Money talks and bullshit walks, or so the saying goes. But I find it’s not the most accurate expression out there because more often than not I find that it’s money that’s doing all the bullshitting.
Whistler is now battling two unnecessary and short-sighted developments just outside its boundaries, one in the Soo Valley and one at Green River Estates. In both cases the only real driver is the ability to turn a quick buck and the only real attraction is the relative proximity to Whistler and its world class amenities.
This is development we have no control over, and unless we want to see the Sea to Sky corridor transformed into one long, ugly suburb, it’s something we have to fight.
Despite what the developers might say, Whistler will bear the burden of these new neighbourhoods — more cars on the road creating more noise and pollution, more people in the lift lines and at the public beaches, busier parking lots, and more demand for public services like schools, health care, and emergency services. And we will get nothing in return, not even a share of property taxes. Now that’s bullshit.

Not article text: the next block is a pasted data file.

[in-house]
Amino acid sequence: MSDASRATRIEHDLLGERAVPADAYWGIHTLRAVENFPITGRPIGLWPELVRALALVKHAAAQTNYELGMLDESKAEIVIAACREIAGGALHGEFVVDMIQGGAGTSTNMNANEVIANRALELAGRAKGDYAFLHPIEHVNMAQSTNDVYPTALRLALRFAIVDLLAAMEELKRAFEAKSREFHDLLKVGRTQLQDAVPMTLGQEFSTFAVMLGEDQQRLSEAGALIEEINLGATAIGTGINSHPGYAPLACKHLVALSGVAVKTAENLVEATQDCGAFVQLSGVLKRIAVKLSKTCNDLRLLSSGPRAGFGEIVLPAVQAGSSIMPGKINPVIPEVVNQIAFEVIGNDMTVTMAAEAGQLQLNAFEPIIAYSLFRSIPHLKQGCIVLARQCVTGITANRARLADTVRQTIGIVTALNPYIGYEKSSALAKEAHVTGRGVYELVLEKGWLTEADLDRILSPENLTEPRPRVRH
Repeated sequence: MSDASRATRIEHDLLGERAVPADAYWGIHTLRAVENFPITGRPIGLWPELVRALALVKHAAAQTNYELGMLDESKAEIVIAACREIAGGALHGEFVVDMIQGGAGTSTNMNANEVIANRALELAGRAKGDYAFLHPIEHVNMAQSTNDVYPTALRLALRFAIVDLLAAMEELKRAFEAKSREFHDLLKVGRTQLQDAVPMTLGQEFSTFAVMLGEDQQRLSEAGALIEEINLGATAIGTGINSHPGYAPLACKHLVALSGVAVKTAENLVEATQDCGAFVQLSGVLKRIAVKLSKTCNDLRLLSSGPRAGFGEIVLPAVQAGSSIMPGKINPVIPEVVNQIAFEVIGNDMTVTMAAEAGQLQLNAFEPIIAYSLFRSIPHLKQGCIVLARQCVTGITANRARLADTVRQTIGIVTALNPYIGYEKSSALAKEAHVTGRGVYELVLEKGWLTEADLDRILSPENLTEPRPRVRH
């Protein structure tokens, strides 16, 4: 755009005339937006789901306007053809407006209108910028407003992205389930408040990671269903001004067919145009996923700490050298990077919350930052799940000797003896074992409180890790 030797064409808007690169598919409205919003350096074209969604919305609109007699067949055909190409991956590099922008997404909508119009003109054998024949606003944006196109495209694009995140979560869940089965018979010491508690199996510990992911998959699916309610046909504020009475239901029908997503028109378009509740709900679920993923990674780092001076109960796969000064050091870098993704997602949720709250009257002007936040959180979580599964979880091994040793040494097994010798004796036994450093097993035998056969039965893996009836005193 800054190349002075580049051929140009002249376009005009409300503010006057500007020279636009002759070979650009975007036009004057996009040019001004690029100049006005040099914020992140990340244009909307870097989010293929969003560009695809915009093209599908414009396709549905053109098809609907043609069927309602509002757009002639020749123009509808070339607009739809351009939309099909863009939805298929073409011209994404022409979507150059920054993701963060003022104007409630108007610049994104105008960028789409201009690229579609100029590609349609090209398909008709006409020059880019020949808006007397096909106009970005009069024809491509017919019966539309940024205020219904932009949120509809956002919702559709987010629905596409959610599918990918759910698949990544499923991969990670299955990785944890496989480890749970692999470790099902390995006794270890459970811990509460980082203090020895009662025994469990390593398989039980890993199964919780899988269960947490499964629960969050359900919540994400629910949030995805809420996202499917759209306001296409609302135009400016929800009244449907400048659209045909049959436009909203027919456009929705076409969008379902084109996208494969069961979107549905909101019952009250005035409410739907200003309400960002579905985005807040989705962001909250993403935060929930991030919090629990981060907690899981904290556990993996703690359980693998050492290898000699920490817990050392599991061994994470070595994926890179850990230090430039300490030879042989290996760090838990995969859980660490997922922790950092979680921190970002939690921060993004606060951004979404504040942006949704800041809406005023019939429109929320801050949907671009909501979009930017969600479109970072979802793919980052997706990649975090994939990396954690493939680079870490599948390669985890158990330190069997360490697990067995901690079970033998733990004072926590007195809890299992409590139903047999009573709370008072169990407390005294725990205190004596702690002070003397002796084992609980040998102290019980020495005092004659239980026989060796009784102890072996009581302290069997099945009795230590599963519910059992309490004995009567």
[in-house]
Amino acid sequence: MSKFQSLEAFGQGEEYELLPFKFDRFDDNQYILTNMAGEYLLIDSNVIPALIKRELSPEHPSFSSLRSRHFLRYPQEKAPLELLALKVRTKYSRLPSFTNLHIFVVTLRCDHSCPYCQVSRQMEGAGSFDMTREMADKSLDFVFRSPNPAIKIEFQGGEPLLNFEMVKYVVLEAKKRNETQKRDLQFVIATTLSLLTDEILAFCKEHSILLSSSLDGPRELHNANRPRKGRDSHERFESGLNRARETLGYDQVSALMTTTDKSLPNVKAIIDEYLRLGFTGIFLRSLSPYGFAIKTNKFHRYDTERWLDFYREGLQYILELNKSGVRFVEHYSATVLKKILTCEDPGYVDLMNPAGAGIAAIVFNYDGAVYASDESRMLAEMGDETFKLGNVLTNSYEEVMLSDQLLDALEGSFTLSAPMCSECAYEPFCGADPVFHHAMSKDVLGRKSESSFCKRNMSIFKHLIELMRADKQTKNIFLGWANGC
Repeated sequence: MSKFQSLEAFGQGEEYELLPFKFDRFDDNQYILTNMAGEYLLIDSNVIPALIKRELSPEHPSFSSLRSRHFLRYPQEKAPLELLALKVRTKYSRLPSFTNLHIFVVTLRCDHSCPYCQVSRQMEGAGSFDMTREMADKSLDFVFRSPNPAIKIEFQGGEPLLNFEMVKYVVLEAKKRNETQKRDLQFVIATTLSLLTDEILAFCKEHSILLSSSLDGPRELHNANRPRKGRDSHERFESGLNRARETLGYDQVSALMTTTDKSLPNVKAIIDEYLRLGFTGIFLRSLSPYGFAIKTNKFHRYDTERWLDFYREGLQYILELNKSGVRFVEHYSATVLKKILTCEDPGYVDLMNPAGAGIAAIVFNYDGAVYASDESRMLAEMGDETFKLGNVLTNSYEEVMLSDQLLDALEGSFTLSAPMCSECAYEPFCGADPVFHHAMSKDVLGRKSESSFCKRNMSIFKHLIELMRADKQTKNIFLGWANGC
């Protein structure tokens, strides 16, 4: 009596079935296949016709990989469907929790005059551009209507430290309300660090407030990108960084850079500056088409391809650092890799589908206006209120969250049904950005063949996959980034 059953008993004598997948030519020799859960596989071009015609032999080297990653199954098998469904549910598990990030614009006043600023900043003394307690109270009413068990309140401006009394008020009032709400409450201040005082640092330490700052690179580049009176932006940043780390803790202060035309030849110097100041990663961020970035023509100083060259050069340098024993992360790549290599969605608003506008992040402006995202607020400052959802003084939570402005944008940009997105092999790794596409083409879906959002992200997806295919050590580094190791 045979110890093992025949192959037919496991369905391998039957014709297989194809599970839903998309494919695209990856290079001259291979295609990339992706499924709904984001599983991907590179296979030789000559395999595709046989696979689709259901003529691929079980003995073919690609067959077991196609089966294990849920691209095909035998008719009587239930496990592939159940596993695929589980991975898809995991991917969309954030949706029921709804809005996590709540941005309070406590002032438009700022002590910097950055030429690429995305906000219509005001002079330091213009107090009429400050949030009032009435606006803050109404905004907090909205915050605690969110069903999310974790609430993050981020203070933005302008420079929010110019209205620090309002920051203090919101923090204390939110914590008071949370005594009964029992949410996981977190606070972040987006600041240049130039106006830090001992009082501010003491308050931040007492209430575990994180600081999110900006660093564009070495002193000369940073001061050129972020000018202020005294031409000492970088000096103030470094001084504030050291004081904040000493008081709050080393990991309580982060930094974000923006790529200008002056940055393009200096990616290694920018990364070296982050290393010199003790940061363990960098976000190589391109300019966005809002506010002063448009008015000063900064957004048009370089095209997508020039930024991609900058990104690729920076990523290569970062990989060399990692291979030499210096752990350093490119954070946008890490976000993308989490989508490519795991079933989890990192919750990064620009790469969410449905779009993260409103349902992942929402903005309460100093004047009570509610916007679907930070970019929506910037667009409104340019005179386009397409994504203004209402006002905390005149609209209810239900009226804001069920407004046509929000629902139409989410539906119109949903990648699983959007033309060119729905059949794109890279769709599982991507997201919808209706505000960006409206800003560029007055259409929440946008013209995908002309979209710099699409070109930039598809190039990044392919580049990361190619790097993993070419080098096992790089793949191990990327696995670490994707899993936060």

In the case of the Green River development, Whistler won’t let them hook up to our sewer so they’ve come up with a plan to dump their treated excrement into the Green River, a renewable and valuable resource for three Whistler rafting companies. That’s also bullshit.
Whistler home owners will see the value of their properties erode as the market is glutted with new stock, even though it’s questionable there’s a demand for the stock we already have or that is in the process of being developed. Tourists, lured by legendary West Coast powder, will face longer lines to make turns on what is becoming the mogul skiing capital of North America. Once again, bullshit.
Meanwhile Pemberton’s real estate market is suffering from an oversupply of housing even as developers are proposing more and more projects up and down the valley. Squamish is preparing to spew new neighbourhoods in all directions, just as developers are reviving the Garibaldi at Squamish ski resort concept — complete with about 20,000 new bed units that would double the town’s population on busy weekends. As with the approval of the new big box stores, the whole idea of Smart Growth has been tossed out the window.
Our own plans for sustainability are going out the window with it, as well as the physical beauty and remoteness that made this place so attractive to begin with. What developers are planning for the region can only really be classified as urban sprawl — the same ugly lot by lot development of green spaces that many of us were fleeing when we moved to Whistler and Sea to Sky in the first place.
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